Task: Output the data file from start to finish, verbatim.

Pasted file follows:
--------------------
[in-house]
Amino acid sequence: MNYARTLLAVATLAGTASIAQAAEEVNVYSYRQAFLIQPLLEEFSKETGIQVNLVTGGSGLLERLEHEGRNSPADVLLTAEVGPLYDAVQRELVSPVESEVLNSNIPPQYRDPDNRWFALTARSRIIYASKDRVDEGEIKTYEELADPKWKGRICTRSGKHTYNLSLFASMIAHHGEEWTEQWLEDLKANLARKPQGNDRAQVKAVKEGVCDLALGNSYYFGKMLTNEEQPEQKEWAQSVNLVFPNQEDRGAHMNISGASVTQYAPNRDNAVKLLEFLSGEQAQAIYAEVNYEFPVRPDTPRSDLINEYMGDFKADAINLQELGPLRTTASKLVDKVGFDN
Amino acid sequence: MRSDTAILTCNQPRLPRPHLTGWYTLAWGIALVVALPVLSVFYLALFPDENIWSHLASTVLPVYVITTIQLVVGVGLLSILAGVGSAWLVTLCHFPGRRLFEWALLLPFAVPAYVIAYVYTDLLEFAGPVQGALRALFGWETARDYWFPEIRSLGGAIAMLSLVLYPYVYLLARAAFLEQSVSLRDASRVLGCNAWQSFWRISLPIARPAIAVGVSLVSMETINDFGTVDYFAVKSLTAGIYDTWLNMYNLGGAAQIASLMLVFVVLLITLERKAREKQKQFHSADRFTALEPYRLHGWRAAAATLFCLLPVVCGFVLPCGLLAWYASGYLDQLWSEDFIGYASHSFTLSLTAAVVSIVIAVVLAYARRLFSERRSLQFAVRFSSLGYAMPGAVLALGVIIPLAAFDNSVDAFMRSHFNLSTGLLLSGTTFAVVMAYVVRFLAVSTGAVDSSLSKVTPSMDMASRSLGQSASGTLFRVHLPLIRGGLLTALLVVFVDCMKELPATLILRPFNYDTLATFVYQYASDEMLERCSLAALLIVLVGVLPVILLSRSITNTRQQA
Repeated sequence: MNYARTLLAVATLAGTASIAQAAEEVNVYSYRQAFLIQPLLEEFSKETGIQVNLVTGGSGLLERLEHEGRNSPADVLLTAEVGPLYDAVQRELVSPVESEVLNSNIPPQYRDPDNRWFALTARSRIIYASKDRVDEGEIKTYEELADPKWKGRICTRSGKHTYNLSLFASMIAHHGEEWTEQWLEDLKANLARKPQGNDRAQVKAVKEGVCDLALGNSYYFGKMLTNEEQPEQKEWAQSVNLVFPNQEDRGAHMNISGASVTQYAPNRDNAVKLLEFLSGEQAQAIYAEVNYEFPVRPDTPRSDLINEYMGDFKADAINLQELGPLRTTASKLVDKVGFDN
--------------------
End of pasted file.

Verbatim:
[in-house]
Amino acid sequence: MNYARTLLAVATLAGTASIAQAAEEVNVYSYRQAFLIQPLLEEFSKETGIQVNLVTGGSGLLERLEHEGRNSPADVLLTAEVGPLYDAVQRELVSPVESEVLNSNIPPQYRDPDNRWFALTARSRIIYASKDRVDEGEIKTYEELADPKWKGRICTRSGKHTYNLSLFASMIAHHGEEWTEQWLEDLKANLARKPQGNDRAQVKAVKEGVCDLALGNSYYFGKMLTNEEQPEQKEWAQSVNLVFPNQEDRGAHMNISGASVTQYAPNRDNAVKLLEFLSGEQAQAIYAEVNYEFPVRPDTPRSDLINEYMGDFKADAINLQELGPLRTTASKLVDKVGFDN
Amino acid sequence: MRSDTAILTCNQPRLPRPHLTGWYTLAWGIALVVALPVLSVFYLALFPDENIWSHLASTVLPVYVITTIQLVVGVGLLSILAGVGSAWLVTLCHFPGRRLFEWALLLPFAVPAYVIAYVYTDLLEFAGPVQGALRALFGWETARDYWFPEIRSLGGAIAMLSLVLYPYVYLLARAAFLEQSVSLRDASRVLGCNAWQSFWRISLPIARPAIAVGVSLVSMETINDFGTVDYFAVKSLTAGIYDTWLNMYNLGGAAQIASLMLVFVVLLITLERKAREKQKQFHSADRFTALEPYRLHGWRAAAATLFCLLPVVCGFVLPCGLLAWYASGYLDQLWSEDFIGYASHSFTLSLTAAVVSIVIAVVLAYARRLFSERRSLQFAVRFSSLGYAMPGAVLALGVIIPLAAFDNSVDAFMRSHFNLSTGLLLSGTTFAVVMAYVVRFLAVSTGAVDSSLSKVTPSMDMASRSLGQSASGTLFRVHLPLIRGGLLTALLVVFVDCMKELPATLILRPFNYDTLATFVYQYASDEMLERCSLAALLIVLVGVLPVILLSRSITNTRQQA
Repeated sequence: MNYARTLLAVATLAGTASIAQAAEEVNVYSYRQAFLIQPLLEEFSKETGIQVNLVTGGSGLLERLEHEGRNSPADVLLTAEVGPLYDAVQRELVSPVESEVLNSNIPPQYRDPDNRWFALTARSRIIYASKDRVDEGEIKTYEELADPKWKGRICTRSGKHTYNLSLFASMIAHHGEEWTEQWLEDLKANLARKPQGNDRAQVKAVKEGVCDLALGNSYYFGKMLTNEEQPEQKEWAQSVNLVFPNQEDRGAHMNISGASVTQYAPNRDNAVKLLEFLSGEQAQAIYAEVNYEFPVRPDTPRSDLINEYMGDFKADAINLQELGPLRTTASKLVDKVGFDN